Full-text · Article · Dec 2013 · Food Chemistry
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    • "Raman spectroscopy allows the study of living cells under physiological conditions, without labels and fixation (Notingher et al., 2005). Based on inelastic scattering of incident laser light that is characteristic of the composition of chemicals within living cells (Ling et al., 2002), it has been used for clinical diagnostics, tissue engineering and toxicological testing (Owen et al., 2006a). Due to its sensitivity to chemical variations in biomolecules, this method has been utilized to investigate toxic effects of pharmaceuticals on living cells in vitro (Owen et al., 2006b), interactions of drugs with DNA or protein (Morari and Muntean, 2003; Nakamura et al., 1997; Stanicova et al., 1999; Sukhanova et al., 2002) and to discover real-time biochemical alterations in living cells in order to identify specific toxic agents (Notingher et al., 2004a,b). "
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    ABSTRACT: In this study, confocal Raman spectroscopy, atomic force microscope (AFM) and multiplex ELISA were applied to analyze the biophysical responses (biomechanics and biospectroscopy) of normal human primary small airway epithelial cells (SAECs) and human lung carcinoma epithelial A549 cells to in vitro short term DEP exposure (up to 2 h). Raman spectra revealed the specific cellular biomolecular changes in cells induced by DEP compared to unexposed control cells. Principal component analysis was successfully applied to analyze spectral differences between control and treated groups from multiple individual cells, and indicated that cell nuclei are more sensitive than other cell locations. AFM measurements indicated that 2 h of DEP exposure induced a significant decrease in cell elasticity and a dramatic change in membrane surface adhesion force. Cytokine and chemokine production measured by multiplex ELISA demonstrated DEP-induced inflammatory responses in both cell types.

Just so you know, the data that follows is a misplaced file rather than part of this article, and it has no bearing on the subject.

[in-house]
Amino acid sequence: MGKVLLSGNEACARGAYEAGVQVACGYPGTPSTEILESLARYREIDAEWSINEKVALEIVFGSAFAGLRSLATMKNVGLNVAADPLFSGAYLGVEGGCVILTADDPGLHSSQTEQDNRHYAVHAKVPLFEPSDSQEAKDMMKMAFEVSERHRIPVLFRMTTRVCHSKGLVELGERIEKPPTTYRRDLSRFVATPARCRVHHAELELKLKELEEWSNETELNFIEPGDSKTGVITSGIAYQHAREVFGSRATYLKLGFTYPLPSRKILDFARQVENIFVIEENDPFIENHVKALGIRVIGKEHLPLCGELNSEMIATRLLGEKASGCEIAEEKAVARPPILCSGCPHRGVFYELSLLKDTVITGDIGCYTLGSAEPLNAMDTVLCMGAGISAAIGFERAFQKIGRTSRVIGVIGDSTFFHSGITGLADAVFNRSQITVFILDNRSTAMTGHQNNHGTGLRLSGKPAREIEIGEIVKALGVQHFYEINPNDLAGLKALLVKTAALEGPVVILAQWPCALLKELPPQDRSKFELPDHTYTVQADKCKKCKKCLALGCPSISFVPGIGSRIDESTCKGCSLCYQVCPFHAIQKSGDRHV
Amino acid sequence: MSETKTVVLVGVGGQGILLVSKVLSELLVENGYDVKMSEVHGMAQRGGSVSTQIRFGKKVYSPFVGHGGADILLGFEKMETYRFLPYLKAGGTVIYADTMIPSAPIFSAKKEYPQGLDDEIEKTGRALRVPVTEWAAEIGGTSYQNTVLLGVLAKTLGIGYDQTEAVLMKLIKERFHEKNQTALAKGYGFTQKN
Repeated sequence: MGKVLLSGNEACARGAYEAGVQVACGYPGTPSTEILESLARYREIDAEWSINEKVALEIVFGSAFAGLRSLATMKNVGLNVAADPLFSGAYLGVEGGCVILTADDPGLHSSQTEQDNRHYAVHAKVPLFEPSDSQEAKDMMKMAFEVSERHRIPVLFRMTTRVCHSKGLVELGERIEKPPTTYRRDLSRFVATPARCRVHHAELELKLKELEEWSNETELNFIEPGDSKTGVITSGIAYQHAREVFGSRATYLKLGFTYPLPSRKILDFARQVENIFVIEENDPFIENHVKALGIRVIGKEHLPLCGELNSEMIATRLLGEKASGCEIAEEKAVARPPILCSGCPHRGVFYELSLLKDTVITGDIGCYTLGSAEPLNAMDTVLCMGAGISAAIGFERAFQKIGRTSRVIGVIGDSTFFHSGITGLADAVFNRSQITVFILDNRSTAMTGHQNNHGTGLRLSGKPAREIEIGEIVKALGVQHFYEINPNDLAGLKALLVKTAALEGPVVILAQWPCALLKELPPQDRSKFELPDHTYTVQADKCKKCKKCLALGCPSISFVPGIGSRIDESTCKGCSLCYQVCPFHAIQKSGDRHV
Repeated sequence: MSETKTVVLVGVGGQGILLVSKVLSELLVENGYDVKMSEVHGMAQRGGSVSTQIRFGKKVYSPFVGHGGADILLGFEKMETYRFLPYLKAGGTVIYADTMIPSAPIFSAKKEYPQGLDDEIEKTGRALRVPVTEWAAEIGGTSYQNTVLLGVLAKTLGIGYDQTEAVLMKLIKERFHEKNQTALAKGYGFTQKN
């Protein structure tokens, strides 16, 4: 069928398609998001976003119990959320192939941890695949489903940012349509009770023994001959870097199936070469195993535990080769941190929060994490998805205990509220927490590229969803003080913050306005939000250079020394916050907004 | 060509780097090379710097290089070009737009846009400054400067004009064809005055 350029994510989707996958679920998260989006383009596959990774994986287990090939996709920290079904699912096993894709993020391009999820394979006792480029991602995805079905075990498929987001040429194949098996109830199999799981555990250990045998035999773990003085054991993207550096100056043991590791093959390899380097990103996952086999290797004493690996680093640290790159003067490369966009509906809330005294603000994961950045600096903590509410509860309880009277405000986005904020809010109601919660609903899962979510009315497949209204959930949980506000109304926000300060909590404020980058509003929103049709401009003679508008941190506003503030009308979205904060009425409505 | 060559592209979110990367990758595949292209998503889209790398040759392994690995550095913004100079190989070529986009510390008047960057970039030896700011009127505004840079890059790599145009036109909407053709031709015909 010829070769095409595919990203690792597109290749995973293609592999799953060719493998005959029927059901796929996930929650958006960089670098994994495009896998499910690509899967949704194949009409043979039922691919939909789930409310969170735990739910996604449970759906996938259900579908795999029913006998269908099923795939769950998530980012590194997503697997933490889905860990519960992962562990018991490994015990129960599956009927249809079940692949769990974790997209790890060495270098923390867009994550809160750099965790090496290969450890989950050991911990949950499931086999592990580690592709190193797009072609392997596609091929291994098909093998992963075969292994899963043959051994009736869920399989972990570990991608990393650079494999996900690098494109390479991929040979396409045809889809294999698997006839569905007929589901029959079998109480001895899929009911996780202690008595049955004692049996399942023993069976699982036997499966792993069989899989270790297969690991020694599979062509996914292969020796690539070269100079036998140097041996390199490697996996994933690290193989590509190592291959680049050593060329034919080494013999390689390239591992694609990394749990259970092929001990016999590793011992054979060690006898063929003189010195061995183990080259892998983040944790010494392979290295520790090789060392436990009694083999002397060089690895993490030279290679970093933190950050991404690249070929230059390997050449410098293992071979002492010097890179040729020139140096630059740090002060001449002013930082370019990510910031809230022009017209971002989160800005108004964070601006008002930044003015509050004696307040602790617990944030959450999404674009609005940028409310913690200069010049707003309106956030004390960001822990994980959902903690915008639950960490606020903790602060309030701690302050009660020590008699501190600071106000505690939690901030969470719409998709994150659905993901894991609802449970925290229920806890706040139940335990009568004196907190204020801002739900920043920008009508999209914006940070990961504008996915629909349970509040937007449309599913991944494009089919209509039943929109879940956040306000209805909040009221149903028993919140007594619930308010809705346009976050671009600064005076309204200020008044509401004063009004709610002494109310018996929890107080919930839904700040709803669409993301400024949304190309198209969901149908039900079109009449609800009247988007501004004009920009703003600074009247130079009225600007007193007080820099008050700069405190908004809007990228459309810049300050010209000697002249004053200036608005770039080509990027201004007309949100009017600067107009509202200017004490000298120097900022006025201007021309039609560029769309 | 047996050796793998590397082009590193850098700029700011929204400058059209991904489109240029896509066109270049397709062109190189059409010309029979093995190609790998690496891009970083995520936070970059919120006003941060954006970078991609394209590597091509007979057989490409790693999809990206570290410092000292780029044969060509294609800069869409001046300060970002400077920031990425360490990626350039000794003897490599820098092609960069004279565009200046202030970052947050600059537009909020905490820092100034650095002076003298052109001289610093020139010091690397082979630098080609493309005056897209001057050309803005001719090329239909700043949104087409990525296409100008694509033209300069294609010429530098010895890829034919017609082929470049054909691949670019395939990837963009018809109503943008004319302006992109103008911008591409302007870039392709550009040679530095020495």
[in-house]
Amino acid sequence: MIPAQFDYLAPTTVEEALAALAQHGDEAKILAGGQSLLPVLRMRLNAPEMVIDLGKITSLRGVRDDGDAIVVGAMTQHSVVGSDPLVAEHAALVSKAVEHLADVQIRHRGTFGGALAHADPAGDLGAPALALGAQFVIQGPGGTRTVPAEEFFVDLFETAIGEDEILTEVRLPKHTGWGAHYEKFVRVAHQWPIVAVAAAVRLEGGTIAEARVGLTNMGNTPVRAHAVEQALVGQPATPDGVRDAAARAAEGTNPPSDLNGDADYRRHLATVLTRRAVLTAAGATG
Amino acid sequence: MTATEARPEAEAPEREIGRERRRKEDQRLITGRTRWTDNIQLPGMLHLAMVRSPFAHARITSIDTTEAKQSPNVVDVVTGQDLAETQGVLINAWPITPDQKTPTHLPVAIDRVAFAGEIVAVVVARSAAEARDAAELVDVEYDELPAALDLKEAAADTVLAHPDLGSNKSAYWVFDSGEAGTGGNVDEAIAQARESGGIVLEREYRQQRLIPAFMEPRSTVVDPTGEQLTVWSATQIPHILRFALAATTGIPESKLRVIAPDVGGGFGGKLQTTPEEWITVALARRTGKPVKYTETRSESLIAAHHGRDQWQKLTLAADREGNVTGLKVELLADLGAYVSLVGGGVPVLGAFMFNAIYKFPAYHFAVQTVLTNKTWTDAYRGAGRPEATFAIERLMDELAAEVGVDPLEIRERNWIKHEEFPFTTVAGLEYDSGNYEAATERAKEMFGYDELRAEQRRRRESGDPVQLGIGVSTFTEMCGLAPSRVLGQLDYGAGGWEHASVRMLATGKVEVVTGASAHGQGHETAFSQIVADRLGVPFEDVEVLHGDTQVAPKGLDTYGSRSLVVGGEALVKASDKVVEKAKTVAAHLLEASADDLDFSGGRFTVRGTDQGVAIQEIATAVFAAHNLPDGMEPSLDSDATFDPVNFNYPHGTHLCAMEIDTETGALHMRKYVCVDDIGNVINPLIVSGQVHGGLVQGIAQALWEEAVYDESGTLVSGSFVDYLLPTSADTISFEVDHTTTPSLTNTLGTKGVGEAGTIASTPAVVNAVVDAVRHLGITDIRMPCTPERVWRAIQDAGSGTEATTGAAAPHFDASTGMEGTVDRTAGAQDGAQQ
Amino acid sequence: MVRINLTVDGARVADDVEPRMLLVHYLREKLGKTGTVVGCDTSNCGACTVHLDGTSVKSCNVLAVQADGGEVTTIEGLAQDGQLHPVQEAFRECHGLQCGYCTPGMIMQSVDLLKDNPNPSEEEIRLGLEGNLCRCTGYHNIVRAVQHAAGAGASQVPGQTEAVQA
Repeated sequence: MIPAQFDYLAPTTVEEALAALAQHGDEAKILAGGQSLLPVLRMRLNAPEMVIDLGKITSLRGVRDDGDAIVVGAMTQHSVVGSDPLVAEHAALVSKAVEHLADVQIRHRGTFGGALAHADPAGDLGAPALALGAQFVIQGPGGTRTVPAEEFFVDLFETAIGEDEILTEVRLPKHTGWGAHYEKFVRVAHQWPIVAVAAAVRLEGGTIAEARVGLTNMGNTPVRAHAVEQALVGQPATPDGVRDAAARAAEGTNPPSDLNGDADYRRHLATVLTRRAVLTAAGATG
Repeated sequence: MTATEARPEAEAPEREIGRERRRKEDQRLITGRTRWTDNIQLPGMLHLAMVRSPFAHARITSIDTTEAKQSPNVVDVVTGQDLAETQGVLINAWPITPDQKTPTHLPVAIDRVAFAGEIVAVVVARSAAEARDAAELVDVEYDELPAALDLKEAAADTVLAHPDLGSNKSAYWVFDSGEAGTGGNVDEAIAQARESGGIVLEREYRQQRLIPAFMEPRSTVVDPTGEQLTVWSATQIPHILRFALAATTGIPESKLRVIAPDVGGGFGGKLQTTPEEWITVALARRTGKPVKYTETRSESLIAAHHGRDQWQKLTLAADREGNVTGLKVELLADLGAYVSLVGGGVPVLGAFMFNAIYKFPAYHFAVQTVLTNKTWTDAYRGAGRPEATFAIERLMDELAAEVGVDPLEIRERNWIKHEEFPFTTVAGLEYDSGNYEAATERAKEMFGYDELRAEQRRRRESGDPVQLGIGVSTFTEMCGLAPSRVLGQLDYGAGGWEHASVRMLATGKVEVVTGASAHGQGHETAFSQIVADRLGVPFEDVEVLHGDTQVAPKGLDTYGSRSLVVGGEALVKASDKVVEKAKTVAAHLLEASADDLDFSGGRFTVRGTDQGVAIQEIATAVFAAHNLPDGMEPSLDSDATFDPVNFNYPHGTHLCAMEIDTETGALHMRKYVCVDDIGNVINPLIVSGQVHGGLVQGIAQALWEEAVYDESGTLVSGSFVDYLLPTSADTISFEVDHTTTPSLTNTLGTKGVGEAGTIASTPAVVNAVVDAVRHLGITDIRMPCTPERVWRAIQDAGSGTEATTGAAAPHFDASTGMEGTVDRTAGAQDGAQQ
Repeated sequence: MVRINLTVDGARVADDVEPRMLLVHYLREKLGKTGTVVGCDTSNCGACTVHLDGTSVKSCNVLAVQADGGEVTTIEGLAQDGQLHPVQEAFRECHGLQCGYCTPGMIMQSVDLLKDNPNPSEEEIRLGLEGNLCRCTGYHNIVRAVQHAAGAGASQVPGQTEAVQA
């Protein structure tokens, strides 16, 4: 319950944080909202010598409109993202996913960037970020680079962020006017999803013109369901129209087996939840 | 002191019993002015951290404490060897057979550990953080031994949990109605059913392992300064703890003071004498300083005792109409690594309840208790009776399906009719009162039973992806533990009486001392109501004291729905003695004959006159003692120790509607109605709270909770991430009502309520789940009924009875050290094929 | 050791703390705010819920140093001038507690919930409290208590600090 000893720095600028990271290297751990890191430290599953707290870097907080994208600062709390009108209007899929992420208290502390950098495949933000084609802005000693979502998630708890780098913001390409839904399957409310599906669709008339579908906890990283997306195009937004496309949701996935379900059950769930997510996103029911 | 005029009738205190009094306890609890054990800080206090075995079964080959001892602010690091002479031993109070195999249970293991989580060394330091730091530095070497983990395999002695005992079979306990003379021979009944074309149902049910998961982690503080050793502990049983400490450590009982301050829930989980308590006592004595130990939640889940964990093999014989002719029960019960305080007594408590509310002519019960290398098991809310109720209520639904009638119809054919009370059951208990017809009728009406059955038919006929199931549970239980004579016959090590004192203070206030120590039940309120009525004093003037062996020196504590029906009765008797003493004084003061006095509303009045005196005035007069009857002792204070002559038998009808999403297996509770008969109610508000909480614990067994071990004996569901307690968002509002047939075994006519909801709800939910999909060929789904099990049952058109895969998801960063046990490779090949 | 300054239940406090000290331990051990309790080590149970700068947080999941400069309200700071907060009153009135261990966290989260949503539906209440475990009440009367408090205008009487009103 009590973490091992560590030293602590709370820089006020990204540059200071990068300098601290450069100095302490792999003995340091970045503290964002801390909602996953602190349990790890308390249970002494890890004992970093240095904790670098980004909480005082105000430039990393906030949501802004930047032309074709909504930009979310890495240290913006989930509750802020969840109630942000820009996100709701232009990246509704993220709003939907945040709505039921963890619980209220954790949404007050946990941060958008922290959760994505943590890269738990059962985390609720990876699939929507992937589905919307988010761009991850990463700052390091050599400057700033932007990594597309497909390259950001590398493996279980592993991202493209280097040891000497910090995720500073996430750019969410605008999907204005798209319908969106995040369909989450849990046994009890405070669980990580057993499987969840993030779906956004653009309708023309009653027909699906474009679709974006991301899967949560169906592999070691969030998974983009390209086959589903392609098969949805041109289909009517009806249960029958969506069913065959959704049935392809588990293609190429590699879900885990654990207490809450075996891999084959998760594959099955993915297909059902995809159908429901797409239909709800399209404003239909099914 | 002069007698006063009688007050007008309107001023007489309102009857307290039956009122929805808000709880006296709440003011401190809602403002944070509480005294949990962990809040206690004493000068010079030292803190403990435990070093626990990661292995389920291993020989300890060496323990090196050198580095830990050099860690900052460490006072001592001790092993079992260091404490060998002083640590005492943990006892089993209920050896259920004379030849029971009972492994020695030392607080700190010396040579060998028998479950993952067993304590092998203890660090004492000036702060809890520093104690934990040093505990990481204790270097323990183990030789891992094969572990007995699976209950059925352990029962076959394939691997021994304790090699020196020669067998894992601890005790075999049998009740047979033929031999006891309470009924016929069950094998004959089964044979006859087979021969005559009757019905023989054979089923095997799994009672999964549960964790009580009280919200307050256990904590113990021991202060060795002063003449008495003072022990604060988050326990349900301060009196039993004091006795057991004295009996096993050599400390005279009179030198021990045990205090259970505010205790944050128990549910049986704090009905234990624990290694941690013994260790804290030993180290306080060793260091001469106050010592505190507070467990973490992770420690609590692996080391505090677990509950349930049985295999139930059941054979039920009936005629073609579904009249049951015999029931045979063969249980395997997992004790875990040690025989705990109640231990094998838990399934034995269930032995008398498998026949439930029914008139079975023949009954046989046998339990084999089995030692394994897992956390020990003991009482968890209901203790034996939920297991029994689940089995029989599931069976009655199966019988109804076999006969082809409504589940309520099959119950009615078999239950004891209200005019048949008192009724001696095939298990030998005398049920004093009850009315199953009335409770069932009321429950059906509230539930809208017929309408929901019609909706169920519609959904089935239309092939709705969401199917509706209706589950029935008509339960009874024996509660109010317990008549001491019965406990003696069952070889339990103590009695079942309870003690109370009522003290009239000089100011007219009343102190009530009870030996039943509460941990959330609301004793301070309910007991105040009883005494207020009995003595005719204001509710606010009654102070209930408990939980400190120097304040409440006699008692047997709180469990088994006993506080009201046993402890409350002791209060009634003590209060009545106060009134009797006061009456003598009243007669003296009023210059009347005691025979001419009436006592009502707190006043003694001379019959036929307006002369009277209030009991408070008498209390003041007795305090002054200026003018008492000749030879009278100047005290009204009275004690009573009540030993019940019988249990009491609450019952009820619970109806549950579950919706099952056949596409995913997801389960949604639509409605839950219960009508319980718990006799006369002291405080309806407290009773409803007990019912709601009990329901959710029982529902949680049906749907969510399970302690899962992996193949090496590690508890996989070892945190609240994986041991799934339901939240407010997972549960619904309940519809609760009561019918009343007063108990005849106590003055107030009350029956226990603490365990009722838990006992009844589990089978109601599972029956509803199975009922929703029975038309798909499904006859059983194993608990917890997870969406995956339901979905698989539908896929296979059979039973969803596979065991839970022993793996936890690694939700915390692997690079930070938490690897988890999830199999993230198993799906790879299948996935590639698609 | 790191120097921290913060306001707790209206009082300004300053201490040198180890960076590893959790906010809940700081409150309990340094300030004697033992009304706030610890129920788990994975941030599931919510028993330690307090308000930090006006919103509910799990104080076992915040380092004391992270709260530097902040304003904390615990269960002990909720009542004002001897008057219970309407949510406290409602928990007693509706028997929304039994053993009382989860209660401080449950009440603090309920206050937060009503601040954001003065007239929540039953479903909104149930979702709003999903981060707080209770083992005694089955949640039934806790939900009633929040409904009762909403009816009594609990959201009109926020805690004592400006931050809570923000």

Full-text · Article · Dec 2012 · Toxicology Letters
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    • "A second disadvantage is that Raman scattering in endogenous compounds produces relatively weak signals that require long measurement times (seconds). Still, there is significant interest in using these approaches to develop diagnostic tools for cancer and other diseases (Kendall et al., 2009)(Nijssen et al., 2009)(Owen et al., 2006). "
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    ABSTRACT: Significant advances have been made in the preparation and applications of surface-enhanced Raman scattering (SERS)-active materials for biomolecular analysis. Bright signals, photostability, and narrow spectral features of SERS-active materials offer attractive advantages for cytometric analyses. However, SERS cytometry is still in an early stage of development, and advances in both instrumentation and reagents will be necessary to realize its full potential. In this chapter, we discuss the challenges of expanding the numbers of fluorescent labels that can be measured in cytometry, and introduce SERS tags with extremely narrow spectral peaks as an approach to make more efficient use of the optical spectrum and increase the number of parameters in cytometry.
    Full-text · Article · Dec 2011 · Methods in cell biology